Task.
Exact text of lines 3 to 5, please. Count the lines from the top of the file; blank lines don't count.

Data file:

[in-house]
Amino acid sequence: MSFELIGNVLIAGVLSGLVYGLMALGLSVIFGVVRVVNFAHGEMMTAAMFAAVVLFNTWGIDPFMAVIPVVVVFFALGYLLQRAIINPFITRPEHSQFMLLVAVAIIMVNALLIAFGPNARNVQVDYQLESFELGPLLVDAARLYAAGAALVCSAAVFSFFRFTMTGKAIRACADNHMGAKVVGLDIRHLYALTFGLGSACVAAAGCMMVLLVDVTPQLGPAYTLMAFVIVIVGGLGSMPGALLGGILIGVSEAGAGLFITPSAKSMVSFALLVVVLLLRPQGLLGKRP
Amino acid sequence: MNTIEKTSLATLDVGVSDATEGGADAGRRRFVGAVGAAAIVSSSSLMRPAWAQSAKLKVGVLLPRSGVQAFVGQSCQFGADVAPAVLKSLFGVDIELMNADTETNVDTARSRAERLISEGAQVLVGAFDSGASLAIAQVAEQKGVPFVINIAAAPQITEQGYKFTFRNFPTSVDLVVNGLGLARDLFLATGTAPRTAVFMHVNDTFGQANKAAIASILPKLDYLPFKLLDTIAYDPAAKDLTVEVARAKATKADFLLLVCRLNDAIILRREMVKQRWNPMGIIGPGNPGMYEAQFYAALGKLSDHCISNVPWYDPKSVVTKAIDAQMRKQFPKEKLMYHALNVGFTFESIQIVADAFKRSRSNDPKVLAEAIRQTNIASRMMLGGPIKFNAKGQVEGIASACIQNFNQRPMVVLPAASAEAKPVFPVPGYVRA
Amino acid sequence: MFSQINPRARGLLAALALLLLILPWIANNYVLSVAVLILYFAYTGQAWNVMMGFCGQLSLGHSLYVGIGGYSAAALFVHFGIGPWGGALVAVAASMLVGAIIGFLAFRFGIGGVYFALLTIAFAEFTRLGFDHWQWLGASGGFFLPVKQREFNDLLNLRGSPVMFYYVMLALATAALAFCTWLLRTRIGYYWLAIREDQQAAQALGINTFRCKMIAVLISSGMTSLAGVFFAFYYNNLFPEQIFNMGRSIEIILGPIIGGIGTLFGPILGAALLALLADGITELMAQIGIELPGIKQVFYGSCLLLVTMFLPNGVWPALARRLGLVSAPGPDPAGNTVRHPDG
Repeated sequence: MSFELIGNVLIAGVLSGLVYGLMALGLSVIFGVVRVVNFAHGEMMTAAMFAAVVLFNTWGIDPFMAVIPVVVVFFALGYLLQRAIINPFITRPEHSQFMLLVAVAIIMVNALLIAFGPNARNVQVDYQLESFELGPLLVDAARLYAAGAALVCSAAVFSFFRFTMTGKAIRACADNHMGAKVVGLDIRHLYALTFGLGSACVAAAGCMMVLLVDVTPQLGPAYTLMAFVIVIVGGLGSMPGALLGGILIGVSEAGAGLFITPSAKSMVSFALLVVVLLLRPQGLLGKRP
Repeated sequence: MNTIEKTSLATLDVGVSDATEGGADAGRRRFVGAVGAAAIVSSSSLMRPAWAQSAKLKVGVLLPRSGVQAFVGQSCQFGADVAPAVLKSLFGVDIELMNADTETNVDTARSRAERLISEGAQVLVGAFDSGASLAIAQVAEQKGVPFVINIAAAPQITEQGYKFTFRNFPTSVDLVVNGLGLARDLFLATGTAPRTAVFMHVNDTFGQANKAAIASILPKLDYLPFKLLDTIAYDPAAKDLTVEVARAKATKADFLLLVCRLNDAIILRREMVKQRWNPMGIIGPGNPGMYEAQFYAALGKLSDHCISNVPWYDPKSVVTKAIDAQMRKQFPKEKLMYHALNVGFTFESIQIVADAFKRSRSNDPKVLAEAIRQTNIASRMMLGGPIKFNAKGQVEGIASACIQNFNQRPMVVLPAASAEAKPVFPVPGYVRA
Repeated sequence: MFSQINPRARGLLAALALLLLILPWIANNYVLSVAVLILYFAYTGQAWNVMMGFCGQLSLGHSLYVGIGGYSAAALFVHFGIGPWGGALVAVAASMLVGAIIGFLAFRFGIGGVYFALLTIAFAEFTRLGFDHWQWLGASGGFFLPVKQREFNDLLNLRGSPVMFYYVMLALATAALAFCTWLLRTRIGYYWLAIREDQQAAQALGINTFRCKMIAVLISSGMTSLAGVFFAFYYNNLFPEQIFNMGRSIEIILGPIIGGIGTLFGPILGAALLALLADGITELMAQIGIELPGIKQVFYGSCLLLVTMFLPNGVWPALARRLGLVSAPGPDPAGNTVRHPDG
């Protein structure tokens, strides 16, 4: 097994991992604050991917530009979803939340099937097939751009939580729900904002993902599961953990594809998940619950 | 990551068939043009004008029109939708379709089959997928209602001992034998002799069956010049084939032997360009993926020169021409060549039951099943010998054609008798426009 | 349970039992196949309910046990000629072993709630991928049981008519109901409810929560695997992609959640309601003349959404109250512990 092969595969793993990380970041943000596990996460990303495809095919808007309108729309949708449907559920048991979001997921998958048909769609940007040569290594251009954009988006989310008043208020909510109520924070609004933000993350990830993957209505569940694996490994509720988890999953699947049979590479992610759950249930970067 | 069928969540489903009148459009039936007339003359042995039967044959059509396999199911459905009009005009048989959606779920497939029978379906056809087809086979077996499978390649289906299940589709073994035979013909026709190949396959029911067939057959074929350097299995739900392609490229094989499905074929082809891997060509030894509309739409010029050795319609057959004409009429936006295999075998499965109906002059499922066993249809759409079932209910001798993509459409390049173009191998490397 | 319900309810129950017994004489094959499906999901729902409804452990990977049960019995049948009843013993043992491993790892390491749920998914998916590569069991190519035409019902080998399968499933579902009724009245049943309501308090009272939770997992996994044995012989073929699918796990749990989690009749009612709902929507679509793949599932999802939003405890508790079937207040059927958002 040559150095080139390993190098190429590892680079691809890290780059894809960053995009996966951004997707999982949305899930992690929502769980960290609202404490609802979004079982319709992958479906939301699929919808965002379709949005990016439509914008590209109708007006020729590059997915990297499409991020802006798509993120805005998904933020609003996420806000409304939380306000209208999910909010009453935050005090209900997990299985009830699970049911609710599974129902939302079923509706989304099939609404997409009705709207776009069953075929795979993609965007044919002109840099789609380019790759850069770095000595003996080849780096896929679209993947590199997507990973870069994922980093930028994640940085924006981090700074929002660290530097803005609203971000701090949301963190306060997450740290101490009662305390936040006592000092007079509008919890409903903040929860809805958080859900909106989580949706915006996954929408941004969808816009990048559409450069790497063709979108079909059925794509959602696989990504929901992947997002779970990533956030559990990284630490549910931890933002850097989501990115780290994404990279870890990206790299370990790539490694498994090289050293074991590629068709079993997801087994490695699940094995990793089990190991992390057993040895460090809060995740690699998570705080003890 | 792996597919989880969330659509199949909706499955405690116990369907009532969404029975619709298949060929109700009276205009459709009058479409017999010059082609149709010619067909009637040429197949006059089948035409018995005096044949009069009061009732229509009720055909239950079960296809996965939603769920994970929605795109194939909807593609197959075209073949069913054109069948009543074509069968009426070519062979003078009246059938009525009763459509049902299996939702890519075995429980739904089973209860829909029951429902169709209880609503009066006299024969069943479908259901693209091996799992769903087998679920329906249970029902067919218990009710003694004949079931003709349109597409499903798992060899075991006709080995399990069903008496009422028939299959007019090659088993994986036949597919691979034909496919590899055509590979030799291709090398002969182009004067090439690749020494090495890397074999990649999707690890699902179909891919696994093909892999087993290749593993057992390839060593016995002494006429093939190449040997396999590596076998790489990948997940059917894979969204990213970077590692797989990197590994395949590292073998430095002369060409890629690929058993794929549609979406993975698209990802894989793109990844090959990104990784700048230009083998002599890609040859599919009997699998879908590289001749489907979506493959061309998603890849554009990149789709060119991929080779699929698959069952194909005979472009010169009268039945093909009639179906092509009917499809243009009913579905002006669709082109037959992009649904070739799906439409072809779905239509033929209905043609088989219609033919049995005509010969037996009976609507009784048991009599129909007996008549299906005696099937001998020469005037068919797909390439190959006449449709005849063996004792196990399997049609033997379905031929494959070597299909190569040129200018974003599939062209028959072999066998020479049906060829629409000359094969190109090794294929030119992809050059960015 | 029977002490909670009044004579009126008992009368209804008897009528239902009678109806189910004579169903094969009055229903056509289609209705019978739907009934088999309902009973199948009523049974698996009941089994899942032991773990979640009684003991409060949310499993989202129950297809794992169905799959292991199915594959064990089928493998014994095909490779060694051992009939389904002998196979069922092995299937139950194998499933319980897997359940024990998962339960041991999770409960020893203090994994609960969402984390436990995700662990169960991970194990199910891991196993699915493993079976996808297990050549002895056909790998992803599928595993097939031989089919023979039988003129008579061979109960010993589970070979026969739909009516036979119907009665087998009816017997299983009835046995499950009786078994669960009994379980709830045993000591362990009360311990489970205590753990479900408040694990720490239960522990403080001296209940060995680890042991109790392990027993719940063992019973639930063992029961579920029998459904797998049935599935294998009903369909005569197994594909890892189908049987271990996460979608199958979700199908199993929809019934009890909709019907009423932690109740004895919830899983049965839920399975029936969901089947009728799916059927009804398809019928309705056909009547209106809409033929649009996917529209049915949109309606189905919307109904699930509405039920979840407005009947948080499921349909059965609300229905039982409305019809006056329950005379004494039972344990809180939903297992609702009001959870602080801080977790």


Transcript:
Amino acid sequence: MNTIEKTSLATLDVGVSDATEGGADAGRRRFVGAVGAAAIVSSSSLMRPAWAQSAKLKVGVLLPRSGVQAFVGQSCQFGADVAPAVLKSLFGVDIELMNADTETNVDTARSRAERLISEGAQVLVGAFDSGASLAIAQVAEQKGVPFVINIAAAPQITEQGYKFTFRNFPTSVDLVVNGLGLARDLFLATGTAPRTAVFMHVNDTFGQANKAAIASILPKLDYLPFKLLDTIAYDPAAKDLTVEVARAKATKADFLLLVCRLNDAIILRREMVKQRWNPMGIIGPGNPGMYEAQFYAALGKLSDHCISNVPWYDPKSVVTKAIDAQMRKQFPKEKLMYHALNVGFTFESIQIVADAFKRSRSNDPKVLAEAIRQTNIASRMMLGGPIKFNAKGQVEGIASACIQNFNQRPMVVLPAASAEAKPVFPVPGYVRA
Amino acid sequence: MFSQINPRARGLLAALALLLLILPWIANNYVLSVAVLILYFAYTGQAWNVMMGFCGQLSLGHSLYVGIGGYSAAALFVHFGIGPWGGALVAVAASMLVGAIIGFLAFRFGIGGVYFALLTIAFAEFTRLGFDHWQWLGASGGFFLPVKQREFNDLLNLRGSPVMFYYVMLALATAALAFCTWLLRTRIGYYWLAIREDQQAAQALGINTFRCKMIAVLISSGMTSLAGVFFAFYYNNLFPEQIFNMGRSIEIILGPIIGGIGTLFGPILGAALLALLADGITELMAQIGIELPGIKQVFYGSCLLLVTMFLPNGVWPALARRLGLVSAPGPDPAGNTVRHPDG
Repeated sequence: MSFELIGNVLIAGVLSGLVYGLMALGLSVIFGVVRVVNFAHGEMMTAAMFAAVVLFNTWGIDPFMAVIPVVVVFFALGYLLQRAIINPFITRPEHSQFMLLVAVAIIMVNALLIAFGPNARNVQVDYQLESFELGPLLVDAARLYAAGAALVCSAAVFSFFRFTMTGKAIRACADNHMGAKVVGLDIRHLYALTFGLGSACVAAAGCMMVLLVDVTPQLGPAYTLMAFVIVIVGGLGSMPGALLGGILIGVSEAGAGLFITPSAKSMVSFALLVVVLLLRPQGLLGKRP